Understanding Headphone Power Requirements.

By Dennis Bohn, Rane Corporation

Much confusion abounds regarding headphone power requirements. This RaneNote is intended to disperse some of the mist surrounding headphone specifications and hopefully give you a clearer understanding of how much power is really needed for your application.

HEADPHONE SENSITIVITY

Headphone manufacturers specify a sensitivity rating for their products that is very similar to loudspeaker sensitivity ratings. For loudspeakers, the standard is to apply 1 watt and then measure the sound pressure level (SPL) at a distance of 1 meter. For headphones, the standard is to apply 1 milliwatt (1 mW = 1/1000 of a watt) and then measure the sound pressure level at the earpiece (using a dummy head with built-in microphones). Sensitivity is then stated as the number of dB of actual sound level (SPL) produced by the headphones with 1 mW of input; headphone specifications commonly refer to this by the misleading term dB/mW. What they really mean is dB SPL for 1 mW input.

Think about these sensitivity definitions a moment: headphone sensitivity is rated using 1/1000 of a watt; loudspeaker sensitivity is rated using 1 watt. So a quick rule-of-thumb is that you are going to need about 1/1000 as much power to drive your headphones as to drive your loudspeakers since both of their sensitivity ratings are similar (around 90-110 dB-SPL). For example, if your hi-fi amp is rated at 65 watts, then you would need only 65 mW to drive comparable headphones. (Actually you need less than 65 mW since most people don’t listen to their loudspeakers at 1 meter.) And this is exactly what you find in hi-fi receivers. Their headphone jacks typically provide only 10-20 mW of output Power.

Take another moment and think about all those portable tape players. Ever hear one? They sound great, and loud. Why you can even hear the headphones ten feet away as the teenage skateboarder that ran over your foot escapes.

Power output? About 12 mW.

THE LIST

As an aid in finding out how much power is available from the MH 4 Headphone Console, we have compiled a listing of popular headphones. Included is a column giving the maximum SPL obtainable using the MH 4 and any particular headphone. Ultimately, it all gets down to actual SPL. The power rating really doesn’t matter at all. Either it’s loud enough or it isn’t (of course it has to be clean power, not clipped and distorted). The SPL numbers shown are for maximum continuous SPL; for momentary peak SPL add 3 dB.

Note that the maximum achievable SPL varies widely for different models and manufacturers, ranging from a low of 107 dB to a harmful 146 dB! The table also shows there is very little relationship between headphone impedance and sensitivity, and that power output alone means nothing, since in one case 80 mW produces a maximum SPL of 107 dB, yet in another case the same 80 mW yields an SPL of 124 dB!

Sensitivity dB is measured sound pressure level with 1mW of power. The Max Power mW columns are typical continuous average (RMS) power, 20 Hz-20 kHz, with THD less than .4%.

If headphones are not yet owned, or replacements are desired, use this listing as a guide for selecting headphones with sufficient sensitivity for the maximum desired SPL.

Table of Headphone Specifications

Disclaimer: The headphone specifications were supplied to us by the respective manufacturers, subject to change without notice. 

Manufacturer Model Impedance
(Ohms)
Sensitivity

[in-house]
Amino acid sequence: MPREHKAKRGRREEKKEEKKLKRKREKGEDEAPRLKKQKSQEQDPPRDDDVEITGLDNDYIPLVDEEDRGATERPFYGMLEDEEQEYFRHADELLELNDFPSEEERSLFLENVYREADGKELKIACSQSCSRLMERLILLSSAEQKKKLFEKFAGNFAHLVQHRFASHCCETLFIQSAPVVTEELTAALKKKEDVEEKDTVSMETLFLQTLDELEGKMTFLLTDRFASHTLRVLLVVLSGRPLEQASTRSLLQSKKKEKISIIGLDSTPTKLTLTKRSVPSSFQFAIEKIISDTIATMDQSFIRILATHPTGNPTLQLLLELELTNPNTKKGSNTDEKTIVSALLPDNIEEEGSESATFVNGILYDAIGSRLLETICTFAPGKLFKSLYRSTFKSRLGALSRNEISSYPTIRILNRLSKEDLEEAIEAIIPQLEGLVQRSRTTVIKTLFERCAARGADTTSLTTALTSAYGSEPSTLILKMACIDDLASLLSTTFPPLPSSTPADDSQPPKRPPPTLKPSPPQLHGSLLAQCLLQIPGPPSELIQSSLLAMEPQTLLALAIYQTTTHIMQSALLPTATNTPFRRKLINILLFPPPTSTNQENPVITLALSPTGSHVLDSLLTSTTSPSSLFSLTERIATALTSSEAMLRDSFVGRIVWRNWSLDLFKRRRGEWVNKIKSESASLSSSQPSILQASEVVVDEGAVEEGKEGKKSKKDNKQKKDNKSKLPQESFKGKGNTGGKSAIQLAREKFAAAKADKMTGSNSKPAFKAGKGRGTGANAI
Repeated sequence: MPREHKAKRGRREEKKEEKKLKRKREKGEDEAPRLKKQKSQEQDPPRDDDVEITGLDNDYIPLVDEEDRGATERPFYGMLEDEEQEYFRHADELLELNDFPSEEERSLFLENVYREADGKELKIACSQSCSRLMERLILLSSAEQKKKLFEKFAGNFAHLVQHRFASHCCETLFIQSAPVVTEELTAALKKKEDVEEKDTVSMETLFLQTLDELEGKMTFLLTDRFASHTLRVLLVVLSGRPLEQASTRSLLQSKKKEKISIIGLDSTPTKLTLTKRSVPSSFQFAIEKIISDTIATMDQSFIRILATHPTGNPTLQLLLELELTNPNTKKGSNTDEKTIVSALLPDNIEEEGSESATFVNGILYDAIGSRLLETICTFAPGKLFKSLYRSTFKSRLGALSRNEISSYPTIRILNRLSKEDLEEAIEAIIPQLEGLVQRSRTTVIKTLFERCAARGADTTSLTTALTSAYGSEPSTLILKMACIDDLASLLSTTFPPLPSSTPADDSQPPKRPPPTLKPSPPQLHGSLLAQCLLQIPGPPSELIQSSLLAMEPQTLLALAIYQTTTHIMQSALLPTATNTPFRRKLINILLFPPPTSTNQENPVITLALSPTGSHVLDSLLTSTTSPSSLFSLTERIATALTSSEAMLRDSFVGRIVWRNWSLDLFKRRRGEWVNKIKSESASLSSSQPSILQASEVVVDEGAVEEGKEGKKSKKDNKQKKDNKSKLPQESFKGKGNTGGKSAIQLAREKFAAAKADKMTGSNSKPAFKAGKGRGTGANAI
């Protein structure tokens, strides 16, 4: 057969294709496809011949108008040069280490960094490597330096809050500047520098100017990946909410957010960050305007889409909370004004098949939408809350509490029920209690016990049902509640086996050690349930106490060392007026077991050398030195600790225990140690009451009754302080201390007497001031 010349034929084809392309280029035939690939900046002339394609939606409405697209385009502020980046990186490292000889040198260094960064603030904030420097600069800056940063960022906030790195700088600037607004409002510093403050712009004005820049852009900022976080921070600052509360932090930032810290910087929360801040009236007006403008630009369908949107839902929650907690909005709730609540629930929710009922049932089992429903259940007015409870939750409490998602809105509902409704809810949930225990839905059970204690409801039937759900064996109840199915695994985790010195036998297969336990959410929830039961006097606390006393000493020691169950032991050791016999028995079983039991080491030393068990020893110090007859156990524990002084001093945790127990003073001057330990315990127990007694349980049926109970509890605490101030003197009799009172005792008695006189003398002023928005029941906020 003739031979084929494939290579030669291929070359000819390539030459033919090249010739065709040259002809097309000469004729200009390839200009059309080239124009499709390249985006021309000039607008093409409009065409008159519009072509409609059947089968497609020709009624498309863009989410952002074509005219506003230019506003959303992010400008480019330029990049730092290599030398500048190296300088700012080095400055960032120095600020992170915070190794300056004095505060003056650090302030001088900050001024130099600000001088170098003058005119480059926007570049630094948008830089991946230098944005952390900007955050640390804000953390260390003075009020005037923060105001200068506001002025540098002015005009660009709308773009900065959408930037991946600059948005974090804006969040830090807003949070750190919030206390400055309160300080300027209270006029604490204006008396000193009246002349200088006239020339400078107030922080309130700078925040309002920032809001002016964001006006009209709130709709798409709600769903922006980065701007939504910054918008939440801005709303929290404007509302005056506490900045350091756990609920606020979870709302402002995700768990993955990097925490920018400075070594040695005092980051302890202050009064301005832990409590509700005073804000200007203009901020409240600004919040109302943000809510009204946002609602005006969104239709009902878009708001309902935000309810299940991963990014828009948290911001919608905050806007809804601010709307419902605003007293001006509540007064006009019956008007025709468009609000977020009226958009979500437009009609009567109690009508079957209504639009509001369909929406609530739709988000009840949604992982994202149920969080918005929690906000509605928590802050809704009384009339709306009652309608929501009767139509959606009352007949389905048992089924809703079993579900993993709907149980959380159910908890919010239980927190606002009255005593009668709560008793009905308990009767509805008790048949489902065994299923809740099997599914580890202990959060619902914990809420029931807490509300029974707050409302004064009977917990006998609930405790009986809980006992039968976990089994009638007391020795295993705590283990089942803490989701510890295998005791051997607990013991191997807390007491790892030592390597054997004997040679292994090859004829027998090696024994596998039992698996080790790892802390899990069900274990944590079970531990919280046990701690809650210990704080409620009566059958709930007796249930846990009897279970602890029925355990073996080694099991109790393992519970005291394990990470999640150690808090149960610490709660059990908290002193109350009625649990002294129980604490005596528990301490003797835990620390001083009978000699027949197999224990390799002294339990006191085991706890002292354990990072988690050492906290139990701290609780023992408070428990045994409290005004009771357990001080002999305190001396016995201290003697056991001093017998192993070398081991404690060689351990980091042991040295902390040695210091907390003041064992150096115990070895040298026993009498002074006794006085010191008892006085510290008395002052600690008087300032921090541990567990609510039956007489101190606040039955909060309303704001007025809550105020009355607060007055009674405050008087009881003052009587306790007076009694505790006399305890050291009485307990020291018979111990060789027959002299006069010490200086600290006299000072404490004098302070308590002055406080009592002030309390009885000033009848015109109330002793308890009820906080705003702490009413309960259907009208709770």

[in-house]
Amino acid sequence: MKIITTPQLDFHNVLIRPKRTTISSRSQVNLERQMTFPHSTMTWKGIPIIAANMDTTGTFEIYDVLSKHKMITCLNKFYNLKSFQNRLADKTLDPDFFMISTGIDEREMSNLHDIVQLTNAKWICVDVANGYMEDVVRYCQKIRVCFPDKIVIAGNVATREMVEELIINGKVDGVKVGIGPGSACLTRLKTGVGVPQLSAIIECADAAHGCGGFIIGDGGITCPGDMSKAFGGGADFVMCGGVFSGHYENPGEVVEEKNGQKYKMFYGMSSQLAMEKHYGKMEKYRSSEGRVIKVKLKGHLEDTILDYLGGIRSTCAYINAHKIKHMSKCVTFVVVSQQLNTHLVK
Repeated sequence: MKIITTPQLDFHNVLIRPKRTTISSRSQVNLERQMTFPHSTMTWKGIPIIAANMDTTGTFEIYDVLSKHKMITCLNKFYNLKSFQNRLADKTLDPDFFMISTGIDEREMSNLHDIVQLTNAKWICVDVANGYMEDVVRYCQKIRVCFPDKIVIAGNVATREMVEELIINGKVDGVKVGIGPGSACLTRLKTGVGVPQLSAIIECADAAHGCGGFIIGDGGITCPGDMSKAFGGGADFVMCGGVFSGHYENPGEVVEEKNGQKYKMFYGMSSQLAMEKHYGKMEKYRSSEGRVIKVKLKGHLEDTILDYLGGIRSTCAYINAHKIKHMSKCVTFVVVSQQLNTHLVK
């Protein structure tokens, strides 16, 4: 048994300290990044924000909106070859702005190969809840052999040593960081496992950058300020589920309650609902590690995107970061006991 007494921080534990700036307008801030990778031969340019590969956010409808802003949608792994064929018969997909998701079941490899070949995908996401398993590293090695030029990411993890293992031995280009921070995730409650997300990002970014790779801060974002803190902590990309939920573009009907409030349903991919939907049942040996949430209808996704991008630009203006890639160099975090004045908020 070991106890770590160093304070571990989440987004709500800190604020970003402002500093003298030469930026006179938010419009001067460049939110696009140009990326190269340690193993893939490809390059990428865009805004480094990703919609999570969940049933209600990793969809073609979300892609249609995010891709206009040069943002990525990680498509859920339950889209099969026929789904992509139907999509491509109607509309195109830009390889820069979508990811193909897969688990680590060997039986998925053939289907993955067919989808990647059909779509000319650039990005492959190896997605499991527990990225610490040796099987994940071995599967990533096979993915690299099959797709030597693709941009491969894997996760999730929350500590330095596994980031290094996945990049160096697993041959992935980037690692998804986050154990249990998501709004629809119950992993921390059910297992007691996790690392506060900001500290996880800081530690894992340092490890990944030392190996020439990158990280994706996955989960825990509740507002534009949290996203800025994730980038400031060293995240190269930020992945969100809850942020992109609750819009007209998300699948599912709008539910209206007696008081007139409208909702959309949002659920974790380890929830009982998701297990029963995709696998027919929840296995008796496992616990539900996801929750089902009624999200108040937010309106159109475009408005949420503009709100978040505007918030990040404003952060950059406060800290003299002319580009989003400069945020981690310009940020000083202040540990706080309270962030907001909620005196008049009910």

(dB)
Max Power
(mW)
Max SPL
(dB)
AKG K141M 600 98 80 117
K240M, K240DF 600 88 80 107
K270S 75 92 380 118
K301 100 94 285 119
K401, K501 120 94 290 119
Audio-Technica ATH-COM1, COM2, ATH-908 40 90 440 116
ATH-910 40 92 440 118
ATH-P5 40 100 440 126
ATH-M40 60 100 400 126
ATH-D40 66 102 295 127
ATH-M2X, ATH-M3X 45 100 435 126
Beyerdynamic DT150 250 97 175 119
DT211, DT311 40 98 440 124
DT250 80 98 360 123
DT411 250 102 175 124
DT531 250 95 175 116
DT431, DT331 40 86 440 112
DT770PRO, DT990PRO 600 96 80 115
DT801, DT811,DT511 250 94 175 116
DT901, DT911 250 98 175 120
Fostex T-5 44 96 435 122
T-7 70 98 385 124
T-20 50 96 425 122
T-40 50 98 425 124
Hosa HDS-701 40 91 440 117
Koss Headphones A/250, A/200, A/130, TD/80 60 98 320 125
R/200 60 84 400 110
R/100, R/45 60 85 400 111
R/90, HD/2, SB/15 60 100 400 126
R/80, R/35S, R/20, Porta Pro models 60 101 400 127
R/70B, R/55B, SB/50, SB/35 60 101 400 127
R/40 60 90 400 116
R/30S 60 106 400 132
R/10 60 103 400 129
TD/75 60 95 400 121
TD/65 90 101 340 126
TD/61 38 93 440 119
Sennheiser HD433, HD435 32 94 450 121
HD25 70 120 380 146
HD445 52 97 390 123
HD25SP 85 100 350 125
HD265, HD525, HD535, HD545, HD565 150 94 190 117
HD455, HD475 60 94 400 120
HD465 100 94 285 119
HD580, HD600 300 97 80 116
Sony MDR-V100MK2 32 98 450 125
MDR-85 40 102 440 128
MDR-V600, MDR-D77 45 106 435 132
MDR-CD10 32 96 450 123
MDR-CD550, CD750 45 100 435 126
MDR-CD6 45 110 435 136
MDR-CD850, CD950 32 102 450 129
MDR-CD1000, CD3000 32 104 450 131
MDR-D33, MDR-D55, MDR-7504 45 104 435 130
MDR-7506 63 106 400 132
MDR-7502 45 102 435 128
Stanton ST PRO, DJ PRO 1000 32 100 450 127
Telex PH-6 600 105 80 124
Yamaha RH5M 32 98 450 125
RH1 32 90 450 116
RH2 32 95 450 122
RH3 60 95 400 121
RH10M 40 102 440 128
RH40M 32 103 450 130

c. 1983, Rane Corporation

Understanding Headphone Power Requirements PDF version.

c. 1983, Rane Corporation
From Rane Corporation Site. (Republished with permission.)

 

Leave a Reply

Fill in your details below or click an icon to log in:

WordPress.com Logo

You are commenting using your WordPress.com account. Log Out /  Change )

Google photo

You are commenting using your Google account. Log Out /  Change )

Twitter picture

You are commenting using your Twitter account. Log Out /  Change )

Facebook photo

You are commenting using your Facebook account. Log Out /  Change )

Connecting to %s

This site uses Akismet to reduce spam. Learn how your comment data is processed.